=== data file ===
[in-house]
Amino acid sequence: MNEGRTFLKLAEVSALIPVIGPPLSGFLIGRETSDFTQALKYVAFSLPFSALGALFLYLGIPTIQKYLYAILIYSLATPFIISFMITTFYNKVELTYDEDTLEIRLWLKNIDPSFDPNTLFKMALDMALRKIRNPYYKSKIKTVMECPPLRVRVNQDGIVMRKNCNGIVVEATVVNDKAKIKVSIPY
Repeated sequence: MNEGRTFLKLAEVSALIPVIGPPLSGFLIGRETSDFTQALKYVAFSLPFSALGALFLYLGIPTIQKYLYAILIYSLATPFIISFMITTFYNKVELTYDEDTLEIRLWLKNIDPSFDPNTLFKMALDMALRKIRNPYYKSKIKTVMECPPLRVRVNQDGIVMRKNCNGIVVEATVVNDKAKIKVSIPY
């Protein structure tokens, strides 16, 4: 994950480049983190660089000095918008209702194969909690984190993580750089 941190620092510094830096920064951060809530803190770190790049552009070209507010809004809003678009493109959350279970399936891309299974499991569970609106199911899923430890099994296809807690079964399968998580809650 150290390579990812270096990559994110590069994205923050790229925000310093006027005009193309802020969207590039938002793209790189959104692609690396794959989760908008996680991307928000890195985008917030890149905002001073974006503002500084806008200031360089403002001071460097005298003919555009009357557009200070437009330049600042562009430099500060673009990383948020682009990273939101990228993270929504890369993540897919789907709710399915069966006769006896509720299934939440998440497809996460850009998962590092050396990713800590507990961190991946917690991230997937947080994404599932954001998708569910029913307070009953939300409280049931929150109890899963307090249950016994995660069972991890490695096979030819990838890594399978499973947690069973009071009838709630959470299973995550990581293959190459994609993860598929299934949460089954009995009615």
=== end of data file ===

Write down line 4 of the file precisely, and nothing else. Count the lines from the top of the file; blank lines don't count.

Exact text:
């Protein structure tokens, strides 16, 4: 994950480049983190660089000095918008209702194969909690984190993580750089 941190620092510094830096920064951060809530803190770190790049552009070209507010809004809003678009493109959350279970399936891309299974499991569970609106199911899923430890099994296809807690079964399968998580809650 150290390579990812270096990559994110590069994205923050790229925000310093006027005009193309802020969207590039938002793209790189959104692609690396794959989760908008996680991307928000890195985008917030890149905002001073974006503002500084806008200031360089403002001071460097005298003919555009009357557009200070437009330049600042562009430099500060673009990383948020682009990273939101990228993270929504890369993540897919789907709710399915069966006769006896509720299934939440998440497809996460850009998962590092050396990713800590507990961190991946917690991230997937947080994404599932954001998708569910029913307070009953939300409280049931929150109890899963307090249950016994995660069972991890490695096979030819990838890594399978499973947690069973009071009838709630959470299973995550990581293959190459994609993860598929299934949460089954009995009615």